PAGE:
OOP and Reusability

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Re: OOP and Reusability

Postby Chris Corbyn » Sat Jul 14, 2012 7:07 am

This thread has gone way off-topic now, but I just wanted to chime in with my thoughts regarding TDD/BDD. As somebody who actively uses TDD on all code on a daily basis, I find it ludicrous that another TDD'er could suggest that using TDD alone eradicates *all* bugs. That is just frankly absurd. Even with 100% test coverage (and mutation testing), you will still run into edge cases where combinations of inputs fall outside of some expected range, unless you're writing extremely simple applications, or have an infinite number of test cases to cover all possible inputs. Yes, you can prove that the bug exists once it has been found, then ensure it doesn't come back by using a test, but you can't, with 100% certainty know that it will never exist, if you haven't specifically tested the edge-case inputs. We have few bugs, but we do run into them, always at the extreme edge cases. We find out about them through our exception-tracking service (Errbit) and add test coverage as needed.

With regards to the discussion of OOP vs. Functional Programming, I have no idea how WordPress came into the discussion. WordPress is not functional. It may favour global functions over classes, but it is more generally imperative in design.

I don't think OO and Functional programming concepts differ vastly in terms of code re-use, though I can see how that thinking may come about when functions are not coupled with an associated state container, making them more generally applicable in different problem domains. Good object-oriented languages allow very fine-grained code re-use through object-models that support mixins/traits. Take a look at Ruby's Enumerable module. Just about everything you can iterate, map, reduce, zip, partition etc etc in Ruby has done nothing more than define an "each" method, then mixed in the Enumerable module to get the rest of the behaviour for free.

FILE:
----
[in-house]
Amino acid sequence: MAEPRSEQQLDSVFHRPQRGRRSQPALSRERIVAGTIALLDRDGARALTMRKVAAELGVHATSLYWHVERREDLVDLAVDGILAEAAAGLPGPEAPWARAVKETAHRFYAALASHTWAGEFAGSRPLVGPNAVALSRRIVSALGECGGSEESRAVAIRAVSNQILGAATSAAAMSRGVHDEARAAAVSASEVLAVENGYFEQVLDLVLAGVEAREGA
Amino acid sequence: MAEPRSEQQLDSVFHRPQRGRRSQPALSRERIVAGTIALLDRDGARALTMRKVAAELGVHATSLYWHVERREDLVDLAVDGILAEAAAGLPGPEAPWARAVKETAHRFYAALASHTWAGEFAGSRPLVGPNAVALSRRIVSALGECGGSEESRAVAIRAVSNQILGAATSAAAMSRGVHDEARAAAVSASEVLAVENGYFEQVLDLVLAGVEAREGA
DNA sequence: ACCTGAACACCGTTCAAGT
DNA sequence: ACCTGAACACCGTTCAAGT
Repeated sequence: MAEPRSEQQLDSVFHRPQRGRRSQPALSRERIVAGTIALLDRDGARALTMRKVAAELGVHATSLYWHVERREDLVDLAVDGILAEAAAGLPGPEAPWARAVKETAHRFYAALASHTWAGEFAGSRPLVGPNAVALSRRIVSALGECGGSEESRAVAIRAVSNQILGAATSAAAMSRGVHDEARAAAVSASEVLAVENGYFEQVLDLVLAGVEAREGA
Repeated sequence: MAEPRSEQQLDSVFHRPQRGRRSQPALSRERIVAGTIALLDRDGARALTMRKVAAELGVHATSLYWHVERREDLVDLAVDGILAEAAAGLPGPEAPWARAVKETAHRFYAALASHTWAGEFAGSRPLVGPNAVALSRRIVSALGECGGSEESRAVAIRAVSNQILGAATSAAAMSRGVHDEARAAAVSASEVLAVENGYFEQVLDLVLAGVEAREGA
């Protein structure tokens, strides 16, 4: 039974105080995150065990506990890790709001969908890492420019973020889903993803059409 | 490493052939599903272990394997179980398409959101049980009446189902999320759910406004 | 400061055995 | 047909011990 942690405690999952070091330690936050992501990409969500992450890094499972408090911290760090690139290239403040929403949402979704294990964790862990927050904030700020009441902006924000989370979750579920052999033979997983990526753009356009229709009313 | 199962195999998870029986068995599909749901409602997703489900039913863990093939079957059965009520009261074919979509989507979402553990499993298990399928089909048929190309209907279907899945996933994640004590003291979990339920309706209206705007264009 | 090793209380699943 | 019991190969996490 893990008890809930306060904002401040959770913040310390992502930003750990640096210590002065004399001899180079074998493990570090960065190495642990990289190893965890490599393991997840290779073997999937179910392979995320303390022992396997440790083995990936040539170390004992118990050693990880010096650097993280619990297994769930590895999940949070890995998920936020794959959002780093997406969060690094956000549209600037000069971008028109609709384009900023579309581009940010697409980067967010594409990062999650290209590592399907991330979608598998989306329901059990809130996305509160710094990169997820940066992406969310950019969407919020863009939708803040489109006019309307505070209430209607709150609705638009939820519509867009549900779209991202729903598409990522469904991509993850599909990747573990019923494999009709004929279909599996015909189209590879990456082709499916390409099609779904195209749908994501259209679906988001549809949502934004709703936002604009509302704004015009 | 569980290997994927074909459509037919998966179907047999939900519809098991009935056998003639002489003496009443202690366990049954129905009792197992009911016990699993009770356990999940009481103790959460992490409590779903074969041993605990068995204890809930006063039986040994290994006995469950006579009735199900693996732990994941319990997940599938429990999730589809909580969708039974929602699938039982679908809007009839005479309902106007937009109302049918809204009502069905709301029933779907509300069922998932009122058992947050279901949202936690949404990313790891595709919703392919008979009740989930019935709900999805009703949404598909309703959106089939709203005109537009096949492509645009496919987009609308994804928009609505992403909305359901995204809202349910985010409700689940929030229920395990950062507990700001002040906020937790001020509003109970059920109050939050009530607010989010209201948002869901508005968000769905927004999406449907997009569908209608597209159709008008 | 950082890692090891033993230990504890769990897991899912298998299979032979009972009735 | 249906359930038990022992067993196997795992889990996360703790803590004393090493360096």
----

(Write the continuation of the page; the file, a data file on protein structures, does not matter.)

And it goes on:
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Re: OOP and Reusability

Postby Jenk » Mon Jul 16, 2012 6:52 pm

It's the ATDD and BDD that removes all the bugs - i.e. not "using TDD alone" :). TDD just helps us get there when filling in the very minute gaps that the specs don't directly fill. To us, TDD is "this card shuffler should randomise the order of this pack" whilst BDD and ATDD take care of the "given I've got a pack of cards in a contiguous order, when I shuffle those cards, then those cards should be in a random order." I hope the meaning behind the difference between those statements is clear.

We also advocate CQRS, and Event Sourcing. It is absolutely imperative that everything is broken down to the smallest possible detail with the person(s) who understands what it is that is required - not a BA or Manager, but the actual expert of the domain. No room for "just simple CRUD" at all here. Ergo, there is no way for there to be erroneous input. Must have complete and concise capture of the intent behind an operation. There is no "allow admin to update a user." There is only commands and events for "changing the name of a user because they have married" or "changing the name of a user because they have divorced." It's as complex as complex can be, but we must understand it all to develop it. Number of tests is exponential to complexity of software because rule number one of BDD, TDD, CQRS is to eradicate complexity. Complexity is compacted simplicity. Is it complex? Then take smaller bites.

A "Bug" is unintentional behaviour through oversight or mistake when developing. It's very, very difficult (I'm only refraining from using "impossible" due to the uncertainty principle here :p) to do either of those if employing BDD (and employing it "properly".)

4, nearly 5 years bug free on a very large system spanning multiple technologies and platforms; interacting with multiple systems including many 3rd party systems, and used globally by 120,000+ users for real time transportation of pharmaceutical supplies, with 2 teams of 8 developers working full time adding new features, both teams limited to 3 stories in "work in progress". It's not simple software.

Anyway... I hope that isn't too "smug".. I really don't intend it to be, so apologies if it is. I replied to give some light onto what benefits resusability in OOP has, and that, like all things in life, it can be "done badly" and then I saw Benjamin's post and just couldn't resist responding to his misunderstanding(s) but I can see I've upset him and possibly others, so I'll return to lurking again.
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Re: OOP and Reusability

Postby Benjamin » Mon Jul 16, 2012 10:38 pm

Jenk I'm not upset, don't worry. Just have a tendency to say what's on my mind ;)
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